Many jails rely on old policy and procedure which is based on outdated standards which are not based on case law specific to their state.  It is important for agencies to have policy and procedure that is in accordance with federal laws and their specific statutes and circuit court rulings.

Take, for example, what has happened with strip searches in recent years in the 9th Circuit. Two months after a dramatic ruling, the court revised the decision. How did those changes affect a jails policy and procedure? It takes the average person 10 hours per week in the law library to stay updated and current with correctional law. The majority of jails report this is not remotely possible. Yet it is a necessity to assist in mitigating and protecting against supervisor liability and reduce risk management exposure.

Without such processes in place, many agencies may only address outdated policy and procedure deficiencies reactively, often in response to incidents, adverse media coverage, or legal action. Updated legal-based policy coupled with training is the best defense jail administrators can have for a successful defense.

Many administrators have questioned why a national set of policy isn’t developed. The National Institute for Jail Operations recognizes “National Policy” would not be upheld in court because such policy could not be based on the laws specific to every county jail. A jail in the 11th Circuit, for example, must adhere to the 11th Circuit rulings and their own state statutes while a jail in the 6th Circuit is responsible to administering the law according to their own state and Circuit Court law, which may not necessarily agree with other circuit court rulings. If you are interested in creating legal based policy for your agency, jail or state sheriffs’ association, contact NIJO staff with more details and information. Policy has been created for a number of requesting agencies and states at rates as low as $175 per policy! To find out more about NIJO Policy and Procedures development and resources available to jails and detention facilities, please contact NIJO.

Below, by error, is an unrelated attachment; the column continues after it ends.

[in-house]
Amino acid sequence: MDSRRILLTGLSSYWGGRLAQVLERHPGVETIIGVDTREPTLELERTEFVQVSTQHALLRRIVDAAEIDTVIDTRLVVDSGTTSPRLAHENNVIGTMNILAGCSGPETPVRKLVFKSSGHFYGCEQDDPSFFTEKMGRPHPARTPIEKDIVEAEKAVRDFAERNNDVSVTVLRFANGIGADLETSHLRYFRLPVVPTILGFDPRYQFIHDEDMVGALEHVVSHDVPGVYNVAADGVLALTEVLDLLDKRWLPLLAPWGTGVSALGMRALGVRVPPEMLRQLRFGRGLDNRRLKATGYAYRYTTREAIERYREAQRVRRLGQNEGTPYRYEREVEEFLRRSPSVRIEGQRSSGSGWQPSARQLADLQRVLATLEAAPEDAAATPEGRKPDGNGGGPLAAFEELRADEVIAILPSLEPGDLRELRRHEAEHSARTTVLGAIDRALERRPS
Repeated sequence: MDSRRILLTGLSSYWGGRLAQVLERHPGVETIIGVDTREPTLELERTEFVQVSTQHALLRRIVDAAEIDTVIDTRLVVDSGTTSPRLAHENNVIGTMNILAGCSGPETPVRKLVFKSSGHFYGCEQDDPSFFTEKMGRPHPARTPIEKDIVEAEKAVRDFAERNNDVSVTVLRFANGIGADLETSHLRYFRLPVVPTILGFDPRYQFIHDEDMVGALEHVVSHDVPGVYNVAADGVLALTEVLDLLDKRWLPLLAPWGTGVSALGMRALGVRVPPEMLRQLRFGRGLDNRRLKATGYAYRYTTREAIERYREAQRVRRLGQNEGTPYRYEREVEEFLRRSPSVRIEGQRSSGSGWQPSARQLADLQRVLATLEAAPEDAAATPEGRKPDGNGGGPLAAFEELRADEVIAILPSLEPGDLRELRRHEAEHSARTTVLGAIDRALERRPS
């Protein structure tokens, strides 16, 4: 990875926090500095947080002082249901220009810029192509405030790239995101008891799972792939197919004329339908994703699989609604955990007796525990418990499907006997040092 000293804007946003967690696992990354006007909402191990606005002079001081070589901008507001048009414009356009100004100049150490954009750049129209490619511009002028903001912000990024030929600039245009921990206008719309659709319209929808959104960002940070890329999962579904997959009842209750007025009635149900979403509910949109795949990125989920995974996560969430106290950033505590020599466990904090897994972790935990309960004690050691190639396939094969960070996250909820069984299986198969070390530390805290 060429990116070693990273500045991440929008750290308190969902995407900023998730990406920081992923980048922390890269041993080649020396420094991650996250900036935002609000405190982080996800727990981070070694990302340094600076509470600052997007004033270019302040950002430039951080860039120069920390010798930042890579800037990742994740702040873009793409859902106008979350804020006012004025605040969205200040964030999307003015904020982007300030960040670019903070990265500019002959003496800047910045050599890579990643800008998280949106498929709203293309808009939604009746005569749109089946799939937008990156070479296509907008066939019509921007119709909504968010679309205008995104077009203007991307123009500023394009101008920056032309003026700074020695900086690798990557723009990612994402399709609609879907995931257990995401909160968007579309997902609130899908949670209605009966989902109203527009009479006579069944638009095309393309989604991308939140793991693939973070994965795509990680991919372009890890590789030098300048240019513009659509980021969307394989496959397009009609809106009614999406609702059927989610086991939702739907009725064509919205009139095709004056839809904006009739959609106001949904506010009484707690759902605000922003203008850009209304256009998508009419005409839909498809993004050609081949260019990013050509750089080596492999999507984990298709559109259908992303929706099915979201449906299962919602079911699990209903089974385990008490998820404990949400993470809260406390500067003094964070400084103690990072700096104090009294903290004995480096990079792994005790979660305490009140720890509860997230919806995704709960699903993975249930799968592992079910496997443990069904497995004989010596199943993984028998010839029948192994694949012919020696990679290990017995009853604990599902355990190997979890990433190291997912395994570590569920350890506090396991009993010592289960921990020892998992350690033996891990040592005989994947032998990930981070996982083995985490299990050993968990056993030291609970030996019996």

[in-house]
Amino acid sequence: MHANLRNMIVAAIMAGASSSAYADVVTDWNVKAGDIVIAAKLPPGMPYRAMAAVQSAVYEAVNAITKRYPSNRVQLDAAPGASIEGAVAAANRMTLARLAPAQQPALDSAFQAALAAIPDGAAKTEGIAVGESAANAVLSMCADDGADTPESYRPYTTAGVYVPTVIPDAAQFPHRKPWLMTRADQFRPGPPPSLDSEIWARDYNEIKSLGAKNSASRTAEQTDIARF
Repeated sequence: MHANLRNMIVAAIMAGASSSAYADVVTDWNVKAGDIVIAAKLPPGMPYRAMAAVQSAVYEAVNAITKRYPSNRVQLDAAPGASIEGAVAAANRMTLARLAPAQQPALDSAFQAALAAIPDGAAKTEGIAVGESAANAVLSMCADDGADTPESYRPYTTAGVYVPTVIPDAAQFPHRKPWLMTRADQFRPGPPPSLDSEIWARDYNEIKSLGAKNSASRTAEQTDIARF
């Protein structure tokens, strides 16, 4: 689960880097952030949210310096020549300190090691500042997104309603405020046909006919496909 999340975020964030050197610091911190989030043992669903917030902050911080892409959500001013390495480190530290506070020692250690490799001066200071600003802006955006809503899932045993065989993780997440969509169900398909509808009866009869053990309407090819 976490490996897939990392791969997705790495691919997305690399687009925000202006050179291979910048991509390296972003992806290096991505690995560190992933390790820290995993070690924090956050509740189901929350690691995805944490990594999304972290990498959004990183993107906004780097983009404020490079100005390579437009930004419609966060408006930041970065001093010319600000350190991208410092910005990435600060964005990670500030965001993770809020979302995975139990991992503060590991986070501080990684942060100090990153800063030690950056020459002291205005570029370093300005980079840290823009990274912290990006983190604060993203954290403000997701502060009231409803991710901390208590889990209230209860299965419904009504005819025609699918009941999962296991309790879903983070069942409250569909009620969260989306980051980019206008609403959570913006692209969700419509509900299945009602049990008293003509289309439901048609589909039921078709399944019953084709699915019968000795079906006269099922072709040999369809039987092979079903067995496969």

Each correctional facility is built with differing physical layouts, populations, programming, staffing, and available resources which all pose unique challenges. NIJO tailors policy and procedure to each jail’s specific needs and circumstances.

Some jails may have a policy writer with solid writing skills but lacks the legal knowledge or expertise in a specific area. Other jails may lack a staff member who has the expertise and time required to create and maintain policies and procedures. Some may have a well-developed existing policy and procedure manual which only requires minor modifications in a specific area. Another facility may have no policy whatsoever and is starting from scratch. Whether the jail’s policy manual is completely outdated or just needs adjustments in certain areas as case law changes, NIJO offers customized options for agencies based on those needs and resources.

Collaboration between policy writers and correctional experts is key to bridging the gap between policy development and effective implementation. Agencies that use NIJO Legal-Based Policies and Procedures see marked improvement in every facet of their jail’s operations.